StubbyDog – you should read it!). Pixie is a Boston Terrier- pit bull or Staffordshire mix – we’re not really sure. Pixie is the most lovable, silly little butterball that you could ever meet! We decide to call her Pixie because we could tell when we got her that she was bit impish, and a “pixie” is a mischievous German elf. She and I have made a great team in 4-H obedience.
I got into 4-H obedience work with Pixie after watching my Mom take Rocket to obedience classes and helped him earn his CGC (Canine Good Citizen). Once in a while, I would go to class with them and watch. I really wished that I could do it too. When we got Pixie (to help Rocket with his separation anxiety) my dream came true. I finally had my own dog to train and do obedience work with!
At my first class, I was sort of nervous and didn’t know what to do. The small room was filled with about 20 kids and all different breeds of dogs. I was the only one with a pit bull mix. Even though I was so excited to have my first class, there were a few kids who I thought were too tough on their dogs. I didn’t like the way that they were speaking to their dogs. I really believe that to train a dog properly you must be kind, but firm and yelling only scares them. With this approach, I have been able to train Pixie and Rocket to do some great tricks. I started out with some easier tricks (with my Mom’s help), like “sit,” “stay,” and “down.” Rocket was amazing on the command “down” – he falls at Mach speed! Pixie, on the other hand, would take her time, give a loud snort and give you her “baby eyes” – you couldn’t help but laugh! After a lot of work, she has finally learned a pretty quick “down” but sometimes she still gives a loud snort!
Last summer, Pixie and I were lucky to go to a special 4H week-long dog obedience training camp. At this point, we were a pretty good team, but I didn’t really know all of the ropes. The class was held outside at a local fairgrounds and run by a long time dog trainer, Mrs. LaPoint. During the week, we learned many things, including “recall.” “stand” and “around.” We also worked on long “sit” (around 3 minutes) and long “down” (around 5 minutes).
Training was fun because I got to work with Pixie and meet other kids who like to train dogs. At the end of the camp week, there was a dog show to see who had improved the most. It was sort of a long shot for me, as Pixie and I had never been in a show. Most of the other kids and dogs had competed before. On the day of our obedience trial, I was nervous but I tried my best. Rocket was on the sidelines for moral support! Pixie did an almost perfect job – we had to work on “recall” a little bit. After we went through our all of the exercises, the awards were given out. When they called our names for FIRST PRIZE, I could barely move because I was so shocked. I had never been in an obedience show before and I had won – it was a miracle! To celebrate, we went out for ice cream and the dogs had “pup cups” – ice cream in a cup with a dog bone on it. They were very happy with their treat and it was great day!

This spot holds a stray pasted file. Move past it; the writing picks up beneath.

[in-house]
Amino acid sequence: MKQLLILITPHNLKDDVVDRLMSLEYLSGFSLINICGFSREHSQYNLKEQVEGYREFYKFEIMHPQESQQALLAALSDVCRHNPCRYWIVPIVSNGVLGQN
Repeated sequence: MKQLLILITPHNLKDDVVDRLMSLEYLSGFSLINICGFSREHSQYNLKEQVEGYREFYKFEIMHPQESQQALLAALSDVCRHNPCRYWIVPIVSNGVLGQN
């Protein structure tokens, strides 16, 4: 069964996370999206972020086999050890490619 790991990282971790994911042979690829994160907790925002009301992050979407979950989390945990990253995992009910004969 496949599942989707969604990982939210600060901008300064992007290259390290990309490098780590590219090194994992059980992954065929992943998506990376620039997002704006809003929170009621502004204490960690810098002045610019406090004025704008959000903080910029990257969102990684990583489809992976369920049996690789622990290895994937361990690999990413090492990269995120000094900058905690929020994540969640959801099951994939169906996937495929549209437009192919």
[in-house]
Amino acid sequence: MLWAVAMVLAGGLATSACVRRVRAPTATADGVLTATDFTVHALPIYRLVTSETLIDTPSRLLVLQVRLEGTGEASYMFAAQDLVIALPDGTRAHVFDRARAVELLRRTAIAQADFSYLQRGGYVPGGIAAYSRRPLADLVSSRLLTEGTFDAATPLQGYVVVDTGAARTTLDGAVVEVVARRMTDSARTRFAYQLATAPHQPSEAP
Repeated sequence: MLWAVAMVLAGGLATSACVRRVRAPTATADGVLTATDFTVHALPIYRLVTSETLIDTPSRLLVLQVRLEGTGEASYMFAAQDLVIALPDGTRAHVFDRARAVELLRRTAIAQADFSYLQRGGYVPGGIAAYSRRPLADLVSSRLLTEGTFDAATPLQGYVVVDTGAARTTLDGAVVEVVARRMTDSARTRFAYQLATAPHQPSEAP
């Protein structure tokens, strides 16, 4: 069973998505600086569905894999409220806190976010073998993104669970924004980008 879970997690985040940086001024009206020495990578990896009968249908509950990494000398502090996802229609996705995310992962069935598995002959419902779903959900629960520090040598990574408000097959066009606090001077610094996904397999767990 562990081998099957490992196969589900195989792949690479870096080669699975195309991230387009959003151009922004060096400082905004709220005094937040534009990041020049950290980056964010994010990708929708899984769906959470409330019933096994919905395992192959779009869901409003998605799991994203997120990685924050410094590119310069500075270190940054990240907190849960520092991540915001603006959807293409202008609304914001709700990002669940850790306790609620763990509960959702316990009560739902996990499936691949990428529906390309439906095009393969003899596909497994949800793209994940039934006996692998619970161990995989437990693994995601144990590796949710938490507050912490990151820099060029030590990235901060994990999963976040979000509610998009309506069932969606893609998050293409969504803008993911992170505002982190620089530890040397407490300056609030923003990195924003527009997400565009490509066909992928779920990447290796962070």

Training Pixie has been a blast and I will continue to add new tricks – she just learned “high five.” I will continue to train and love her. These are wonderful dogs that many people really don’t understand and often abuse, neglect or judge, because of bad information and very bad owners. We have always had bully-type dogs and think of them as divine and very misunderstood. I grew up with a very funny Staffordshire terrier named Tallulah (and her beloved, noisy little pal, a beautiful tortoiseshell cat named Hedy) that were like a nanny S.W.A.T. team for me – one of them was always by my side! They are really sweet, silly and very loyal dogs. If you treat them well, they will do you no harm and be the best pal you could EVER ask for. I am very lucky to have two wonderful dogs like Pixie and Rocket!!
By Justy Carney